We recently received a call for help from a very confused cat parent. It seems her cat had suddenly decided to attack everyone at random — the cat parent, the other cats, the dog … Having always been a sweet and loving kitty, this new behavior perplexed the family. After ruling out medical issues with their veterinarian, the kitty’s mom decided to book a behavior session with us at Cat Behavior Alliance.
As we asked her questions about the cat’s behavior during our Zoom meeting, the reason for the “bad” conduct became crystal clear: This was a classic case of redirected aggression. What was actually the true source of kitty’s aggression? New neighbors had moved in, and the sight of their cats outdoors in the yard drove the cat bonkers. Cats are always on guard for predators, and there was a possible predator right next door — one the cat could see but not reach. Unable to attack the true source of frustration and anguish, kitty had turned the aggression toward any being that was close enough to touch.
What is redirected aggression in cats?
Redirected aggression, also called displaced aggression, is one of the most common behavior issues in cats. Simply put, something happened that caused the cat to react in fear, and their natural survival instincts took over. It’s the old “fight or flight” reflex kicking in, the one that keeps cats safe from becoming another predator’s meal in nature.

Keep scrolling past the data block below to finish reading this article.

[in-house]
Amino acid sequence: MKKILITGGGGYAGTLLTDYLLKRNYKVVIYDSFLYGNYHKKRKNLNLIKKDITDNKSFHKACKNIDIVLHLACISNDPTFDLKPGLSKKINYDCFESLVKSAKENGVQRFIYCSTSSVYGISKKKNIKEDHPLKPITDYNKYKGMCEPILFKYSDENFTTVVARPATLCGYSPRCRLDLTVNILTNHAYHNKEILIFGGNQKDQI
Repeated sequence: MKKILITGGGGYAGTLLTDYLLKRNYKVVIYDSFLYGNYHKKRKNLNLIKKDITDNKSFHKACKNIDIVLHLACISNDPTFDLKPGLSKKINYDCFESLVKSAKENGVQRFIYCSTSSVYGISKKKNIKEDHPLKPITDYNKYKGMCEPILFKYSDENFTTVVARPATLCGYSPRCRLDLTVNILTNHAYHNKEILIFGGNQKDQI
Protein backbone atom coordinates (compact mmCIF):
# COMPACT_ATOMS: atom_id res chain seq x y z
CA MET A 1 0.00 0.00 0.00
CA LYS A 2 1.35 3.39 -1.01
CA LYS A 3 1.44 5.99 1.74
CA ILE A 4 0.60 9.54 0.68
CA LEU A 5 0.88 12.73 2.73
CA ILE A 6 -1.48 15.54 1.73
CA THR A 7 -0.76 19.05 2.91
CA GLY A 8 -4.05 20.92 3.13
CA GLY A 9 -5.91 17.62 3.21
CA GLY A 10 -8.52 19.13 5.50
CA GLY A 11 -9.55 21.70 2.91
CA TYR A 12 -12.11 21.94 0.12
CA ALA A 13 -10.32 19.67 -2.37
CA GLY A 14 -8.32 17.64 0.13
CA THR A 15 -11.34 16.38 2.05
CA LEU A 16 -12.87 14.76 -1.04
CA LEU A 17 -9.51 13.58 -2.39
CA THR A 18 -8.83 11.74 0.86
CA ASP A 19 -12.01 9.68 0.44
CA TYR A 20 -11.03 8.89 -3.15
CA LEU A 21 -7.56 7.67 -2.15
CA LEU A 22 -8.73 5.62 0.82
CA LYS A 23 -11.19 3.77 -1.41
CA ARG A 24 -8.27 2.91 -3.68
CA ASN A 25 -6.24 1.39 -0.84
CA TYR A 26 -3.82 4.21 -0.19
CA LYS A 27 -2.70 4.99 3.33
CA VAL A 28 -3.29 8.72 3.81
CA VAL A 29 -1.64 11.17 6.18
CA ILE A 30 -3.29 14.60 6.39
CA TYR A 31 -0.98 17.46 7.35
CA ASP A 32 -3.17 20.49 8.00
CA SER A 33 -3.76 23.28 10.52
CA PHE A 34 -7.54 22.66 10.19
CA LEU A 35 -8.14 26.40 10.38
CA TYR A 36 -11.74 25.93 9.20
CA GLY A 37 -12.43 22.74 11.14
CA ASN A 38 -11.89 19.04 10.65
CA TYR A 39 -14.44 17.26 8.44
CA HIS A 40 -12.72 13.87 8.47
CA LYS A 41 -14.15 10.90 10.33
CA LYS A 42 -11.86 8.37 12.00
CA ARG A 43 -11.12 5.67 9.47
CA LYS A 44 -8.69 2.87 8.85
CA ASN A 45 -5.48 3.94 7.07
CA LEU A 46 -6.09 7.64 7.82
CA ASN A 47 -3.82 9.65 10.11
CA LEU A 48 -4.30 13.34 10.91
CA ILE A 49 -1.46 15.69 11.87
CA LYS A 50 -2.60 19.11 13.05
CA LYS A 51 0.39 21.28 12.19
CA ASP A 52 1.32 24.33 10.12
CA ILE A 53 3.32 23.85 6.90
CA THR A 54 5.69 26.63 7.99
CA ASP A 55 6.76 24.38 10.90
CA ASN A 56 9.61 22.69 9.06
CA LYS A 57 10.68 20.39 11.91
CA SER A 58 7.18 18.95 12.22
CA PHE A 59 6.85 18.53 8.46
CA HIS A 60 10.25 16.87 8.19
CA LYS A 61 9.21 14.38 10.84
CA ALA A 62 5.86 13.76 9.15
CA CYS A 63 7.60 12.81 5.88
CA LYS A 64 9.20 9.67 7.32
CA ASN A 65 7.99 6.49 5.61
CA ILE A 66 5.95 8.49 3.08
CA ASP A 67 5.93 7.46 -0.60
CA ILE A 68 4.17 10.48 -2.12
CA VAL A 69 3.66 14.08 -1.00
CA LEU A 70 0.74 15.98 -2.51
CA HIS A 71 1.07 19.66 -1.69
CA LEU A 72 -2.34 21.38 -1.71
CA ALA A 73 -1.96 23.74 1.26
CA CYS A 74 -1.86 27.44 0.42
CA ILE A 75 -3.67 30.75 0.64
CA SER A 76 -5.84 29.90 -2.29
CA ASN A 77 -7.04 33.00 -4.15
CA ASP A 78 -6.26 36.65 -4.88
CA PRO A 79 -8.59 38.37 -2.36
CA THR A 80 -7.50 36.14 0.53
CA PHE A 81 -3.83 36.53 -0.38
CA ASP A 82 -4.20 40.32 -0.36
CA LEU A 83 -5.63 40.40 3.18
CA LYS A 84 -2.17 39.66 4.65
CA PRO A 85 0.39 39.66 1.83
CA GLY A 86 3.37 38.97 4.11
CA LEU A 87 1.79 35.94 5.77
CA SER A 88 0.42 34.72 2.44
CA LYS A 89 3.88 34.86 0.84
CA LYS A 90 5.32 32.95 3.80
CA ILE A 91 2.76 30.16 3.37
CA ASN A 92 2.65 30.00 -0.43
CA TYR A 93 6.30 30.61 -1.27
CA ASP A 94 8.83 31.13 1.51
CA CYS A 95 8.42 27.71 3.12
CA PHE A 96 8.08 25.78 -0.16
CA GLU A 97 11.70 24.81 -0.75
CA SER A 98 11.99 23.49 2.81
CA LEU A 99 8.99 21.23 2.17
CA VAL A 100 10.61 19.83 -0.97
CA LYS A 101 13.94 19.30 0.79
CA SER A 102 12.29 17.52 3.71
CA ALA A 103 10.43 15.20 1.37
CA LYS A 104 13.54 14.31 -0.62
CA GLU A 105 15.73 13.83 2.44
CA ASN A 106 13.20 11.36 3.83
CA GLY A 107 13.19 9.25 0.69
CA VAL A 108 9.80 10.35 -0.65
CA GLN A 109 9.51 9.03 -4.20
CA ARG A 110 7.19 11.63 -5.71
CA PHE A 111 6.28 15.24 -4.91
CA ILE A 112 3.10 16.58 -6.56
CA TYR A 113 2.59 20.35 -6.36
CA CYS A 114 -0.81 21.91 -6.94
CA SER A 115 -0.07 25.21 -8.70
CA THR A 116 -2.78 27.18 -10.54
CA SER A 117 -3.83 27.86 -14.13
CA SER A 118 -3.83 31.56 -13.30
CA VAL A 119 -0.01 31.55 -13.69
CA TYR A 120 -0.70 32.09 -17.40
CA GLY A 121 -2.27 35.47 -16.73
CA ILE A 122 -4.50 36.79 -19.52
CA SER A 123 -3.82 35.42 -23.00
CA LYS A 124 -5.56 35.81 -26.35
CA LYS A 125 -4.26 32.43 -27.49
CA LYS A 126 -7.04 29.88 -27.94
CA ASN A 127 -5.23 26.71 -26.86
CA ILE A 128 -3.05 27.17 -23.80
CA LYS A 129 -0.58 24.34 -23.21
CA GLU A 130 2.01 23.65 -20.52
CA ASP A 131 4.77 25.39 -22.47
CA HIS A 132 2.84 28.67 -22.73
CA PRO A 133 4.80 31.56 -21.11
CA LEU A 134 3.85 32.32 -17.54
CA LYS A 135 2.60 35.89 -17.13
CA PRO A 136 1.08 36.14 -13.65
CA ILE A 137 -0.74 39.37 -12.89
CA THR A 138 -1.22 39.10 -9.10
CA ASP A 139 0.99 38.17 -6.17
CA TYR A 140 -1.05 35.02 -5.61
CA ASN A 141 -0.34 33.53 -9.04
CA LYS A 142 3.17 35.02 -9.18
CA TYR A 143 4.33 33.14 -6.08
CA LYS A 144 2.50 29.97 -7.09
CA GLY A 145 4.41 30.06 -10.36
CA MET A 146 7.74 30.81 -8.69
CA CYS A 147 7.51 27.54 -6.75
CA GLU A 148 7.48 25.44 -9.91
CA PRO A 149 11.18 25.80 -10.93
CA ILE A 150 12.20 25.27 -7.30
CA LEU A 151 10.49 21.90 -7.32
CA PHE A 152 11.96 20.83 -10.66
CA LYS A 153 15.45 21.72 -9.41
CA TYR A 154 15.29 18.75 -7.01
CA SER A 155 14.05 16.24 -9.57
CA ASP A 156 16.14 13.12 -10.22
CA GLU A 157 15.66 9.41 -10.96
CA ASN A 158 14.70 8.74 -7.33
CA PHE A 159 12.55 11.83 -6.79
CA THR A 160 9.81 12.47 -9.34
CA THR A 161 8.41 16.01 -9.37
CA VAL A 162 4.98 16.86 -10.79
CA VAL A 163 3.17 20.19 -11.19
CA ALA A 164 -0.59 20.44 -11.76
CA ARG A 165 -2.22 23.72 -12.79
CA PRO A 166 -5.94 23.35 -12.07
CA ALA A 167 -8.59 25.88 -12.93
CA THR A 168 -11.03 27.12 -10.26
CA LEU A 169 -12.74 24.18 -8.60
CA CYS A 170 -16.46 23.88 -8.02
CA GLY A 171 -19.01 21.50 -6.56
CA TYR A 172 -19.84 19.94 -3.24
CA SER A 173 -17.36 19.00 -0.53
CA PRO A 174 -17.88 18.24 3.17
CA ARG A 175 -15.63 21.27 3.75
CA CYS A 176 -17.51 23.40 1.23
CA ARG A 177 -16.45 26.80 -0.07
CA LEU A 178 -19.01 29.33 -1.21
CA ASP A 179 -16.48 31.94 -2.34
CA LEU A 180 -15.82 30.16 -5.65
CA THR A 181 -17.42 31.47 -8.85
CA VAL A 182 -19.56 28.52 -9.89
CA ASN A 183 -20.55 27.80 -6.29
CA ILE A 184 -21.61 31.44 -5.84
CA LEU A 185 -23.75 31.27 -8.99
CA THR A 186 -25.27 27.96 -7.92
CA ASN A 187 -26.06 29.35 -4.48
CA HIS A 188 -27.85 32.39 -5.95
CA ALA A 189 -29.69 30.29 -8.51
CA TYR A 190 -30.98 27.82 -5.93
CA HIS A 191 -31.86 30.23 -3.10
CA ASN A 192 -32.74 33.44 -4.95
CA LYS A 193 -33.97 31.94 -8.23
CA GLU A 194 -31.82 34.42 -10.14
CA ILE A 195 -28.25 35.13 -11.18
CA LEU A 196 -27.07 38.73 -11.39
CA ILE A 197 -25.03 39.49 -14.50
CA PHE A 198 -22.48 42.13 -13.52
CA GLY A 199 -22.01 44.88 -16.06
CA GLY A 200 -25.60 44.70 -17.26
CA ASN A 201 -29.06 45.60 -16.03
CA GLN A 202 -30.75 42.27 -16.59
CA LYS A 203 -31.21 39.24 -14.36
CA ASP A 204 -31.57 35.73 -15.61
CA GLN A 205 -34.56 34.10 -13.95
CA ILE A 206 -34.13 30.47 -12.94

Unable to reach the actual object of aggression, the cat may decide that fighting with another indoor cat, a dog pal or even humans, is necessary to survive. Take, for example, how we humans sometimes misdirect our anger. The man who had a bad day at the office might come home from work and yell at the kids. It’s not the kids he is really upset with, it’s his boss, but he is unable to properly direct his temper. It isn’t a conscience decision. The anxiety bubbles up and must come out! Displaced aggression in cats works exactly the same way.
So, what is my cat mad about?
What might cause misdirected aggressive behavior in your normally friendly feline? Anything that your cat may perceive as a threat to his territory or his resources may set off the aggression, and his inability to attack the true source may cause misdirection of his survival response to the threat.
A few catalysts to displaced aggression are:
- Loud noises or yelling in the house
- Outdoor cats roaming around your cat’s territory
- Other animals outside, such as squirrels, dogs, rabbits or birds
- Disagreements between indoor cats
- Mating season (even if your cat is spayed or neutered)
- Anything the cat feels is a threat to his world